Bright Sunny South Sam Amidon
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- 1Bright Sunny South04:24
- 2I Wish I Wish02:47
- 3Short Life03:01
- 4My Old Friend02:45
- 5He's Taken My Feet04:32
- 7As I Roved Out03:44
- 8Shake It Off01:55
- 10Streets of Derry03:54
- 11Weeping Mary03:17
Info for Bright Sunny South
The album by Sam Amidon 'Bright Sunny South' was produced by Amidon with his childhood friend and longtime collaborator Thomas Bartlett (a.k.a. Doveman) and legendary English engineer Jerry Boys (Buena Vista Social Club, Vashti Bunyan, R.E.M.) and recorded in London, the record features a band made up of Bartlett and multi-instrumentalists Shahzad Ismaily and Chris Vatalaro. Jazz trumpeter Kenny Wheeler also makes a cameo. Amidon himself not only sings but also plays banjo, fiddle, acoustic guitar, and piano on the album.
Amidon describes Bright Sunny South as a “a lonesome record” and a return to the more spare sound of his 2007 self-recorded debut, But This Chicken Proved Falsehearted: “There was an atmospheric quality to my last two records; those albums are like a garden of sounds,” says Amidon, “but this one is more of a journey, a winding path. The band comes rushing in and then they disappear. It comes from more of a darker, internal space.”
A longtime admirer of Boys’ work, Amidon was particularly enamored of his recordings with Martin Carthy in the 1970s, as well as the Ali Farka Touré/Toumani Diabaté duet albums on World Circuit/Nonesuch: “Those are so beautiful. I listened to all of that. I loved the sense of documentation, the unadorned quality. Everything sounded so clear.”
The Vermont-born and raised, London-based Amidon is known for his reworking of traditional melodies into a new form. In addition to country ballads and shape-note hymns, Bright Sunny South features interpretations of traditional and contemporary songs, including Tim McGraw’s “My Old Friend” and Mariah Carey’s “Shake It Off.” The record also includes a version of “Weeping Mary,” a shape-note hymn that his parents, Peter and Mary Alice Amidon, had recorded with the Vermont-based Word of Mouth Chorus for Nonesuch Records on the 1977 disc Rivers of Delight: American Folk Hymns from the Sacred Harp Tradition.
Bright Sunny South follows 2010’s critically acclaimed I See the Sign, which earned Amidon praise from SPIN for his “quirky alchemy…contrasting pretty sounds with violent lyrical undercurrents” and Pitchfork, which said, “[Amidon’s] interpretations are so singular that it stops mattering how (or if) they existed before.”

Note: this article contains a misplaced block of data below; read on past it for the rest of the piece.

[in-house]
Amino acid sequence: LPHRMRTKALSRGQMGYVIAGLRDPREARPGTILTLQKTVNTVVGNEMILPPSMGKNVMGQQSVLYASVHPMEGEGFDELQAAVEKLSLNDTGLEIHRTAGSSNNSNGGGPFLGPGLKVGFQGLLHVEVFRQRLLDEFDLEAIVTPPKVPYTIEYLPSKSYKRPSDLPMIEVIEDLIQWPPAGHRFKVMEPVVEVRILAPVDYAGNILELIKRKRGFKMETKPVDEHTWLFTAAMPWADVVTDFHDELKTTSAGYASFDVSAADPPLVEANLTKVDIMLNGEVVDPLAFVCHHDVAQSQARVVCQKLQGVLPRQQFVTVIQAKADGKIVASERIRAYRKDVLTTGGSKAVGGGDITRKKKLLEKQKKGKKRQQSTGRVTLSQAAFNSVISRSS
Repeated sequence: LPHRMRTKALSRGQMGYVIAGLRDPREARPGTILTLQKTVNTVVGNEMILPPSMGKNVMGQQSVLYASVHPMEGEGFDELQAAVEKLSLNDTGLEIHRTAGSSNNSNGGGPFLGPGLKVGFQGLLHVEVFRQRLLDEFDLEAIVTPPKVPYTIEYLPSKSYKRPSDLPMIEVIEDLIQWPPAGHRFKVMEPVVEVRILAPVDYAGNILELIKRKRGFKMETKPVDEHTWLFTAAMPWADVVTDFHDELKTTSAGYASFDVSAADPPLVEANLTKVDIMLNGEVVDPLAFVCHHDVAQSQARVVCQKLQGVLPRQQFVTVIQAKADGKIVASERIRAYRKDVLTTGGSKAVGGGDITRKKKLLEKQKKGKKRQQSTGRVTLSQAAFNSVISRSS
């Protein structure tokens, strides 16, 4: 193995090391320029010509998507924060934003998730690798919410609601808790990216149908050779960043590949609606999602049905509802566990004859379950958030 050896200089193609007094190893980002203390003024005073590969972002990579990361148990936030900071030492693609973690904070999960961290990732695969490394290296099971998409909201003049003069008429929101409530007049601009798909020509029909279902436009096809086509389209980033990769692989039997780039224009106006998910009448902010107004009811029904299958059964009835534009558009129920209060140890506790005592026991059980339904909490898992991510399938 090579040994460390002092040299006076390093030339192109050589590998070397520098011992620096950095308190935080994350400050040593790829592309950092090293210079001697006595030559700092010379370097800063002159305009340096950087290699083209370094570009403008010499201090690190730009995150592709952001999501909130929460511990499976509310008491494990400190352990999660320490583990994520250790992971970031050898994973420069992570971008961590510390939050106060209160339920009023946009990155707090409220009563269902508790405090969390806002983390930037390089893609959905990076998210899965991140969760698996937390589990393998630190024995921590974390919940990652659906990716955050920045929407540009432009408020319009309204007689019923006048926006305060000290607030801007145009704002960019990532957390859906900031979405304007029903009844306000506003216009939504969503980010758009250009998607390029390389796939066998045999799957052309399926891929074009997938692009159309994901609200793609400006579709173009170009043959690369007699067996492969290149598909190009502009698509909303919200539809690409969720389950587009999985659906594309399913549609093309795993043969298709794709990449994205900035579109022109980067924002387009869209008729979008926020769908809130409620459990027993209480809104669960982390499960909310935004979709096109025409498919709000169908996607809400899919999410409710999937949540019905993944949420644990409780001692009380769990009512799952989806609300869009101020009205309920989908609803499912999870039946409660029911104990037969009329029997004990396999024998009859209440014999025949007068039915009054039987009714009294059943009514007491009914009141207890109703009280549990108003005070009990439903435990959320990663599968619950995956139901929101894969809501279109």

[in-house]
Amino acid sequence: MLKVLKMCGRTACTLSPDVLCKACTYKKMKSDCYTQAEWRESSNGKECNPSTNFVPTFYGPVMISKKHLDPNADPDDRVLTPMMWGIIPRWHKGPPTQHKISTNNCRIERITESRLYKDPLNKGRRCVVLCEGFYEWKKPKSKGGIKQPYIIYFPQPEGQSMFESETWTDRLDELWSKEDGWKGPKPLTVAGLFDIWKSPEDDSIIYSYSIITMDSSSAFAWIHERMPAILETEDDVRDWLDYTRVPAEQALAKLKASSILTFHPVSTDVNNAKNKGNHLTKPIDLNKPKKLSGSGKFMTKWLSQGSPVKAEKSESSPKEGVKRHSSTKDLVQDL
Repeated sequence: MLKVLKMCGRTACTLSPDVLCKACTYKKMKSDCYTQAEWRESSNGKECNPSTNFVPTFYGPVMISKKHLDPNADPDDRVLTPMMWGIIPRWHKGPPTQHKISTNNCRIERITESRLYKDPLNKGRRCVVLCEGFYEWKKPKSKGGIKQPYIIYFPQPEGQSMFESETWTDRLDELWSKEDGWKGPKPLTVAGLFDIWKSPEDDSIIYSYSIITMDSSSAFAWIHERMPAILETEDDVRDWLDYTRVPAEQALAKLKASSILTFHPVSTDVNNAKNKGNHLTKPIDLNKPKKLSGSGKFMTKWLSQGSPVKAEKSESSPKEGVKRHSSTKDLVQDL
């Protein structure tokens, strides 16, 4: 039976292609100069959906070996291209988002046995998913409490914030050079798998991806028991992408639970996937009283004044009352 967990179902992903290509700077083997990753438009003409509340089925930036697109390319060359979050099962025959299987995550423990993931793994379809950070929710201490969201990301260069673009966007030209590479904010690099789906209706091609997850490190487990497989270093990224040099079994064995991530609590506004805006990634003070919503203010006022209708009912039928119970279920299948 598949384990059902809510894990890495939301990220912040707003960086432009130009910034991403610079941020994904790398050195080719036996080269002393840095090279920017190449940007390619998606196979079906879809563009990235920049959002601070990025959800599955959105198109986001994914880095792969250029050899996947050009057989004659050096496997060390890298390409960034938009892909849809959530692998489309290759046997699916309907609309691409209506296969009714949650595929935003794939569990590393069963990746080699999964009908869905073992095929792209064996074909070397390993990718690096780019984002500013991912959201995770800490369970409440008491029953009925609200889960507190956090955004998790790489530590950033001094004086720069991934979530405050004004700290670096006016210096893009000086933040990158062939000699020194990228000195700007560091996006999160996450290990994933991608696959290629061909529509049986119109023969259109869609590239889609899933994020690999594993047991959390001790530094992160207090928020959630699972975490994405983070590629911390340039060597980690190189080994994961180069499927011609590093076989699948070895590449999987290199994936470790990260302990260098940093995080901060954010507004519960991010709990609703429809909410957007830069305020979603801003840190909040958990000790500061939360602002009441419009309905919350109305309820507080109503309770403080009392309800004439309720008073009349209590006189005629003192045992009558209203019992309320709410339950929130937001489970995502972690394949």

Prior to I See the Sign, which was released on the Iceland-based label Bedroom Community, Amidon released But This Chicken Proved Falsehearted (Plug Research, 2007) and All Is Well (Bedroom Community, 2008). In addition to his solo albums, Amidon has collaborated on performances pieces with musical polymath Nico Muhly, toured as part of Thomas Bartlett’s group Doveman and the Brooklyn band Stars Like Fleas, collaborated with Beth Orton, and embarked on a series of live shows with the guitarist Bill Frisell.
'A quiet, austere album that emphasizes Amidon’s banjo playing and singing … He not only has an impressively deep knowledge of traditional song forms, but takes liberties with the country's past in order to document his own personal present.' (Pitchfork)
'Amidon reopens his songbook to the lonesome sound of a faint church organ and delicately picked guitar, awakening a spirit of strange, gentle melancholy that runs throughout the album. Though other instruments emerge from the corners, their sparing deployment against Amidon’s fragile voice lends them a far greater power, like vivid flourishes of colour in a starkly monochrome film.' (MOJO )
Sam Amidon, guitar, banjo, fiddle, vocals
Thomas Bartlett, piano, Hammond organ, Wurlitzer
Shahzad Ismaily, electric and acoustic guitars, electric bass
Chris Vatalaro, drums, percussion
Kenny Wheeler, trumpet (Tracks 2, 5)
Doug Wieselman, clarinets (Track 11)
Tyler Gibbons, electric bass (Track 10)
Singer/songwriter/multi-instrumentalist/artist Samuel Tear (aka Sam Amidon) began playing fiddle at the age of three. Raised by musician parents on a steady diet of Irish and Appalachian folk in Brattleboro, VT, Amidon spent the early arc of his teens performing and recording traditional dance and Avant-folk music with his parents, as well as his own group, Assembly.
He added banjo and guitar to his repertoire after relocating to New York City, where he began collaborating with longtime friend Thomas Bartlett (Doveman), as well as a host of other acts like Tall Firs, the Swell Season, and Stares.
He released his debut album, Solo Fiddle, in 2003, followed in 2007 by But This Chicken Proved False Hearted and All Is Well in 2008. Amidon married singer/songwriter Beth Orton and the two had a son in 2011. Output remained strong from Amidon as he entered into family life, with new volumes arriving in the form of 2009's duet with percussionist Aaron Siegel Fiddle & Drum, 2010's I See The Sign and 2013's Bright Sunny South.